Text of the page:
Feeding Cull Onions

Feeding cull onions has several limitations that should be considered by beef cattle producers—the cost and the quantity to feed. The primary limitation in feeding cull onions is the cost to transport the product. Cull onions are 90% water so it is important to calculate whether the cost for the 10% dry matter is feasible for the operation. Another limitation is how much cull onion to feed without compromising the growth and production of the herd. A 119-day feeding study conducted in 1992 highlighted the effects of increasing onion percentages in a ration of 36 calves weighing 529 pounds (Lincoln et al. 1992). The researchers reported the impacts on average daily gain, feed intake, and feed to gain ratio. Cattle performed well on a barley, corn silage, and alfalfa ration that contained nearly 25% cull onions on a dry matter basis (Table 2). None of the animals in the study acquired clinical anemia, which suggests the percentage is safe to feed.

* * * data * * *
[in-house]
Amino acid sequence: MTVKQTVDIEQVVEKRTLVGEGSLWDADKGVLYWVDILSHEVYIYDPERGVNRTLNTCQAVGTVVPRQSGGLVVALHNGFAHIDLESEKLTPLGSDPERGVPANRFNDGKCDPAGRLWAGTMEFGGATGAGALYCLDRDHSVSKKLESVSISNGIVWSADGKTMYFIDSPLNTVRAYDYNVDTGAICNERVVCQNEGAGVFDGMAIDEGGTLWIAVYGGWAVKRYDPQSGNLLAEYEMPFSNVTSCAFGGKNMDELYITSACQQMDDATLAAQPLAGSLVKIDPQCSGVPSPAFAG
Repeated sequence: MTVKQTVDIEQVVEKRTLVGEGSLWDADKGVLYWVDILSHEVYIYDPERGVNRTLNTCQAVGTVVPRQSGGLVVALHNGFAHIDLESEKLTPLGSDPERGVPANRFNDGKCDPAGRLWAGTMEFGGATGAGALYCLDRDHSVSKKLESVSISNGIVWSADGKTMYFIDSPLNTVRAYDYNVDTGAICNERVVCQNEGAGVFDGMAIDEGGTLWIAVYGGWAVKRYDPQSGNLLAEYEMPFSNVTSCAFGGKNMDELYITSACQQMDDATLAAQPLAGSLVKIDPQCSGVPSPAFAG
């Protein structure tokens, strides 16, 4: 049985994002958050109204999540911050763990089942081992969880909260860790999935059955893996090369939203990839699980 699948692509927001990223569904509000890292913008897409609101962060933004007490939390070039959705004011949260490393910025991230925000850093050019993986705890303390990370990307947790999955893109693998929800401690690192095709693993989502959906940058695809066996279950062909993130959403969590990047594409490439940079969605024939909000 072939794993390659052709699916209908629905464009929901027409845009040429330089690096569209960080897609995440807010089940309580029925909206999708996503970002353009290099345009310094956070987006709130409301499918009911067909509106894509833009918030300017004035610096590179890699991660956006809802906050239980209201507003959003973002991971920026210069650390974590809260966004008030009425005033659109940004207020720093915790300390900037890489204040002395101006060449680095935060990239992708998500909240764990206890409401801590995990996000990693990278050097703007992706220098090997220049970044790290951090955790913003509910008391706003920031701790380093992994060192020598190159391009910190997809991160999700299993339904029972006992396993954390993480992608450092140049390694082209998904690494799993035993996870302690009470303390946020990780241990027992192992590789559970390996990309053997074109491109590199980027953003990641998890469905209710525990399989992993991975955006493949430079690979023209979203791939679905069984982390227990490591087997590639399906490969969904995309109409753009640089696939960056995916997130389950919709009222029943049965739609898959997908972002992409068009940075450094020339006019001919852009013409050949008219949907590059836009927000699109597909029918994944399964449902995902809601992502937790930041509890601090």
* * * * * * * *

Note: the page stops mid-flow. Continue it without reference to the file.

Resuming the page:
Prevention Measures

Feeding cull onions can be an affordable option to mitigate high feed costs, however it has risks when not properly managed. Therefore, it is important to have the following prevention measures in mind:

  • Gradually increase cull onions in the diet to allow rumen microbes to adapt to the new diet.
  • Do not provide cull onions as a sole feedstuff.
  • Be attentive to the clinical signs of beef toxicosis and remove cull onions from the diet if there are any symptoms.
  • Chop and blend cull onions when feeding as an ingredient in a ration to prevent cattle from being too selective.


Successful beef cattle producers identify, acquire, and effectively use alternative feedstuffs in their regions to remain competitively nationwide. Cull onions are an option that some beef cattle producers in Oregon have utilized for years and can continue to utilize to remain as economically viable operations.

Table 1—Nutritional value of cull onions
Material %
Dry Matter (%) 10
Moisture (%) 90
Crude Protein (% Dry Matter) 9-13
Soluble Protein (% Dry Matter) ~70
TDN (% Dry Matter) 83-90
Ca (% Dry Matter) 0.35
P (% Dry Matter) 0.40
NDF (% Dry Matter) 10.6
ADF (% Dry Matter) 8.0


Table 2—Calf performance during a 119-day feeding period. Adapted from Lincoln et al. (1992).
  Group ADG1 (lb) Feed intake (lb) Feed/Gain
Control 2.4 17.8 7.3
5% Onions 2.6 16.9 6.6
10% Onions 2.2 17.4 7.5
15% Onions 2.2 13.6 5.9
20% Onions 2.3 12.5 5.3
25% Onions 2.2 14.7 6.4
  • 1ADG - Average Daily Gain